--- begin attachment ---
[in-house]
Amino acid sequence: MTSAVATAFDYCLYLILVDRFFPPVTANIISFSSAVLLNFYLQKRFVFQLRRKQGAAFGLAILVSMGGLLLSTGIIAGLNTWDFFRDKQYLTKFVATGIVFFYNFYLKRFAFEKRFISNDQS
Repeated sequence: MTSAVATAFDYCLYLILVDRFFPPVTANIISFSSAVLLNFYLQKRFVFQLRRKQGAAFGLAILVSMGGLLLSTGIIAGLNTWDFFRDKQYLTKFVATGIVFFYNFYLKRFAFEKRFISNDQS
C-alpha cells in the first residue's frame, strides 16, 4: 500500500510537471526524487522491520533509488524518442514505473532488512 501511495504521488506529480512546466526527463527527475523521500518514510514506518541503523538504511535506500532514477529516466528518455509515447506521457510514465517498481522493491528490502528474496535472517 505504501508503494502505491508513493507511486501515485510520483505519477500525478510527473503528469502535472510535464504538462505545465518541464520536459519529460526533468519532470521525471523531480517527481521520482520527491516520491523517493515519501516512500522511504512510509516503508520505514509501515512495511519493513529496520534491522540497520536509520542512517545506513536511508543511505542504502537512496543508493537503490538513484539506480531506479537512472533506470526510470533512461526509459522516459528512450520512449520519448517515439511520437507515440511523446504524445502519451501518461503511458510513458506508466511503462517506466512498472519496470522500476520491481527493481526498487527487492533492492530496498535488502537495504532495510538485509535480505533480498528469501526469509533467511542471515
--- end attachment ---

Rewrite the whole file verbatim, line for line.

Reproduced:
[in-house]
Amino acid sequence: MTSAVATAFDYCLYLILVDRFFPPVTANIISFSSAVLLNFYLQKRFVFQLRRKQGAAFGLAILVSMGGLLLSTGIIAGLNTWDFFRDKQYLTKFVATGIVFFYNFYLKRFAFEKRFISNDQS
Repeated sequence: MTSAVATAFDYCLYLILVDRFFPPVTANIISFSSAVLLNFYLQKRFVFQLRRKQGAAFGLAILVSMGGLLLSTGIIAGLNTWDFFRDKQYLTKFVATGIVFFYNFYLKRFAFEKRFISNDQS
C-alpha cells in the first residue's frame, strides 16, 4: 500500500510537471526524487522491520533509488524518442514505473532488512 501511495504521488506529480512546466526527463527527475523521500518514510514506518541503523538504511535506500532514477529516466528518455509515447506521457510514465517498481522493491528490502528474496535472517 505504501508503494502505491508513493507511486501515485510520483505519477500525478510527473503528469502535472510535464504538462505545465518541464520536459519529460526533468519532470521525471523531480517527481521520482520527491516520491523517493515519501516512500522511504512510509516503508520505514509501515512495511519493513529496520534491522540497520536509520542512517545506513536511508543511505542504502537512496543508493537503490538513484539506480531506479537512472533506470526510470533512461526509459522516459528512450520512449520519448517515439511520437507515440511523446504524445502519451501518461503511458510513458506508466511503462517506466512498472519496470522500476520491481527493481526498487527487492533492492530496498535488502537495504532495510538485509535480505533480498528469501526469509533467511542471515